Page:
It doesn’t happen often, but occasionally a woman tells me that she doesn’t ‘need’ child support.
It’s an interesting comment, and one that I feel kind of confused by. What do you mean – you don’t need it?
Child support, after all, is not designed for the comfort of the parent receiving it; it’s designed to help support the minor children of the parties. Child support, unlike spousal support, doesn’t really come with a whole lot of strings attached; you simply use the money for the children’s benefit. In one case, that can look like money towards rent, mortgage, groceries, or wifi. In another case, it can help cover shoes, extracurriculars, camps, sports, equipment and other necessary items.
Medical expenses are handled separately, with each parent paying their pro rata share of unreimbursed expenses incurred – so, braces, emergency room visits, scans, screenings, surgeries and other medical procedures are not covered by child support, they’re considered over and beyond the child support obligation.
But it is a child support obligation, meaning that both parents share responsibility for providing for the children they bring into the world. In Virginia, children age out of child support when they turn 19 or graduate high school, whichever occurs first.
It’s not really optional. Basically, the way it works is that the statute dictates a number of support necessary for a child (or children) based on how much the parents earn each month, combined. You look down the chart at the combined figure, across the chart to the number of children, and you’ve got the guideline support figure. Then, under a primary physical custody arrangement, the parties share that number proportionally based on their respective incomes – so, if you earn 20% of the income, you pay 20% of that number.
If you’re the custodial parent, you don’t pay yourself that 20%; it’s expected that, in the course of caring for your child(ren), you’ll spend at least that figure. There’s no actual accounting that takes place, but the non custodial parent will then pay you the remainder, in this example, 80% of that guideline figure.
Under a shared physical custodial scenario, you share the number proportionally based on your income, but you also further share it based on the number of days that you have with the child over the course of a year. In a shared physical custody arrangement, when the non custodial parent has 90 days (the bare minimum to qualify under a shared custody guideline), he will pay more in support than if he has 50/50 custody with 182.5 days.
It’s not for YOU, it’s for the children. If you’re saying you don’t need it, though, I have to wonder how that can be true.
You mean, your basic needs are met? You have a roof over your head and food in your bellies and shoes on your feet? I think that’s what you mean.
But there’s more to having children than having your basic needs met, if you’re lucky. Though some families scrimp and save to meet basic needs, for other families money flows a bit more freely. I’d argue that, even if those basic needs are already met, your children still ‘need’ the benefit of the support that both parents can provide.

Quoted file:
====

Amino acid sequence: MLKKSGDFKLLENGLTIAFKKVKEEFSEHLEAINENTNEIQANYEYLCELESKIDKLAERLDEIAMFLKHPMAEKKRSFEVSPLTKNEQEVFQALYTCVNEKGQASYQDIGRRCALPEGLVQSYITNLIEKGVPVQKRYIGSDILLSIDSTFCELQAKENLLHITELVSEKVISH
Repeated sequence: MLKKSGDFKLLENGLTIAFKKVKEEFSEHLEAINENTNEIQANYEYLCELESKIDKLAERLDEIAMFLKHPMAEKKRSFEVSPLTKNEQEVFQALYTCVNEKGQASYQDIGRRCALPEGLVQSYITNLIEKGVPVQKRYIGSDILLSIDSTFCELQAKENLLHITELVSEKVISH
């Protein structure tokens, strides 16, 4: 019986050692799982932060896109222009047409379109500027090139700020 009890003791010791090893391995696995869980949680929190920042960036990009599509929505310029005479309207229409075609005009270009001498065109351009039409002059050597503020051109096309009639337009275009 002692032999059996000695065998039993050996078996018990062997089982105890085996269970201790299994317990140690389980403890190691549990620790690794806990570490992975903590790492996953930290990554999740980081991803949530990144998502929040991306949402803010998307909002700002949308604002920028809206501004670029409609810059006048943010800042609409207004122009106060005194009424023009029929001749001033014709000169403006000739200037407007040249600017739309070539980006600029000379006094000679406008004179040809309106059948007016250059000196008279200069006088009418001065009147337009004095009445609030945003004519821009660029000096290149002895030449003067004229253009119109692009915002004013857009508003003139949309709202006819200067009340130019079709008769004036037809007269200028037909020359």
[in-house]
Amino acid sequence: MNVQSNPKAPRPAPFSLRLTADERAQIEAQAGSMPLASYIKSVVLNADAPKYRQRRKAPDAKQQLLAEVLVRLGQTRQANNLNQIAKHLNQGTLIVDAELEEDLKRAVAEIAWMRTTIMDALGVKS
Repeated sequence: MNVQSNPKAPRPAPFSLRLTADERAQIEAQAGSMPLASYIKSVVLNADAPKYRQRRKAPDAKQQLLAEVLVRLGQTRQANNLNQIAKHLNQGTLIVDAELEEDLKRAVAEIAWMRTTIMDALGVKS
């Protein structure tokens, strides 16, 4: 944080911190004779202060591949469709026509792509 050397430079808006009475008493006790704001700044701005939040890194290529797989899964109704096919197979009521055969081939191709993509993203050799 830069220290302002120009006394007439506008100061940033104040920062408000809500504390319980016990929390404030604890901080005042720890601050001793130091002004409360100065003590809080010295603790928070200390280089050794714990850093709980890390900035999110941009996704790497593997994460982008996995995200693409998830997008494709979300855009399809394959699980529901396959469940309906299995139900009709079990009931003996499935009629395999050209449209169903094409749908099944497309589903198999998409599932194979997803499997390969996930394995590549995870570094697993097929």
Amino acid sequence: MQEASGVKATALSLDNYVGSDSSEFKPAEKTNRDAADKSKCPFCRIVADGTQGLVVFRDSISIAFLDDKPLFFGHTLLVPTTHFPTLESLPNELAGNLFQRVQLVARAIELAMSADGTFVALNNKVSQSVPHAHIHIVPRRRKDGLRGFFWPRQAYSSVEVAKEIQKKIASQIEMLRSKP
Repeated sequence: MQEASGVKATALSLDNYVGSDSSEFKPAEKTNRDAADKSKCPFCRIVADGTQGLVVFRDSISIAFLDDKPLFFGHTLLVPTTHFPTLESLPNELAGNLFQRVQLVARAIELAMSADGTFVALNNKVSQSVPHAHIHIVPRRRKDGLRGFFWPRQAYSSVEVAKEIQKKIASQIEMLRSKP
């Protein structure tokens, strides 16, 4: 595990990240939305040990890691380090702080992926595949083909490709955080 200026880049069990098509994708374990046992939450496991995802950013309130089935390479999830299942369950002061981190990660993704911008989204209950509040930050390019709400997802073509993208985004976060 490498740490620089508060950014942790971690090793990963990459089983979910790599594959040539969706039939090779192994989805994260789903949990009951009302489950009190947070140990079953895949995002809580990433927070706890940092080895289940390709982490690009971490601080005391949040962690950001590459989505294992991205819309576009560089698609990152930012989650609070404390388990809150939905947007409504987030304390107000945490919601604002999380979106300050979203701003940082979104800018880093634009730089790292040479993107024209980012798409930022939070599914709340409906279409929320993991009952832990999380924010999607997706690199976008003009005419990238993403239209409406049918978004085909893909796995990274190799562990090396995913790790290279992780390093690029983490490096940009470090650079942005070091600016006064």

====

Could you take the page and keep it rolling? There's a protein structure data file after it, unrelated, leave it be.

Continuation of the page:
Do you have enough extra for sports, camps, musical instruments, specialty equipment, travel, and more? Once basic needs are met, you can use the extra support money to help foster your child’s unique interests and talents.
You’ve got all that covered, too? Great. Do you have a 529 account, or other college savings account? An IRA, perhaps?
There are a lot of investments you can make while your children are young which can pay off in spades later, helping to offset the costs of college, weddings, or even down payments on their first homes, if you’re lucky.
Do you NEED it? No. It’s a luxury for sure, and one that not all families are lucky enough to afford. But my opinion is that, if you don’t ‘need’ his money to live a basically good life, then you should take that money and put it in another place that will enhance your child’s life. You are in a very fortunate position, it’s true – but your child(ren) deserve the benefit of what both you and their father can provide.
Keep in mind, too, that child support – or receipt of it – has nothing to do with whether your coparent has visitation rights. Even dads who don’t pay support may have time with their children, so not accepting his money doesn’t necessarily mean that you’ll be the unchallenged only parent of your children – so keep that in mind as well. If he asks the court, the court will likely let him see the kids, regardless of whether he’s paying child support. So, don’t hold back from asking for all that your children might be entitled to receive because you think it gives you more control – legally, it doesn’t.
You are in a truly privileged position if you find that you have enough to meet your needs and don’t need any more. There are very, very few moms who can say that. I would still encourage you, though, to take the child support that your child is legally entitled to receive. Use it to enrich their life in a way that is beyond what you can afford to do on your own. Your child deserves it!
For more information about child support, or to request a copy of our custody book for moms, give our office a call at 757-425-5200.